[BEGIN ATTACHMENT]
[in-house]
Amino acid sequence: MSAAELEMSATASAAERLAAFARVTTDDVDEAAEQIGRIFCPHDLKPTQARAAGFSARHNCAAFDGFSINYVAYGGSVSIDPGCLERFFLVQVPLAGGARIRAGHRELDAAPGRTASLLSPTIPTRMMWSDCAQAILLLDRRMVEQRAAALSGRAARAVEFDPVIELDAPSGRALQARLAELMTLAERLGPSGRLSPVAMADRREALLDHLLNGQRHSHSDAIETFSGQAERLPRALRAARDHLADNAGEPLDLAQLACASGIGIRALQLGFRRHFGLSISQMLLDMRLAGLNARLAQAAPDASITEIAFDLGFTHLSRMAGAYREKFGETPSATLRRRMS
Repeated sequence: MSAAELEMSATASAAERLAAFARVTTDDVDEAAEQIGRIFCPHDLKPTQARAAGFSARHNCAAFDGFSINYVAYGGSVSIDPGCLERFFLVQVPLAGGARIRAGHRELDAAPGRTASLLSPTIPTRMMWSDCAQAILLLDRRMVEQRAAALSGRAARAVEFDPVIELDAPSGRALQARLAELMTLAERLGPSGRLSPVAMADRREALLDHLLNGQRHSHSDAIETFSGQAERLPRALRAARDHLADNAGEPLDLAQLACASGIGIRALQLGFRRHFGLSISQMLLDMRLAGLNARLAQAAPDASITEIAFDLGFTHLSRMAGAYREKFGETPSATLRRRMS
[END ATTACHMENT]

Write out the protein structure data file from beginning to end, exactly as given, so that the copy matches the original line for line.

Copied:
[in-house]
Amino acid sequence: MSAAELEMSATASAAERLAAFARVTTDDVDEAAEQIGRIFCPHDLKPTQARAAGFSARHNCAAFDGFSINYVAYGGSVSIDPGCLERFFLVQVPLAGGARIRAGHRELDAAPGRTASLLSPTIPTRMMWSDCAQAILLLDRRMVEQRAAALSGRAARAVEFDPVIELDAPSGRALQARLAELMTLAERLGPSGRLSPVAMADRREALLDHLLNGQRHSHSDAIETFSGQAERLPRALRAARDHLADNAGEPLDLAQLACASGIGIRALQLGFRRHFGLSISQMLLDMRLAGLNARLAQAAPDASITEIAFDLGFTHLSRMAGAYREKFGETPSATLRRRMS
Repeated sequence: MSAAELEMSATASAAERLAAFARVTTDDVDEAAEQIGRIFCPHDLKPTQARAAGFSARHNCAAFDGFSINYVAYGGSVSIDPGCLERFFLVQVPLAGGARIRAGHRELDAAPGRTASLLSPTIPTRMMWSDCAQAILLLDRRMVEQRAAALSGRAARAVEFDPVIELDAPSGRALQARLAELMTLAERLGPSGRLSPVAMADRREALLDHLLNGQRHSHSDAIETFSGQAERLPRALRAARDHLADNAGEPLDLAQLACASGIGIRALQLGFRRHFGLSISQMLLDMRLAGLNARLAQAAPDASITEIAFDLGFTHLSRMAGAYREKFGETPSATLRRRMS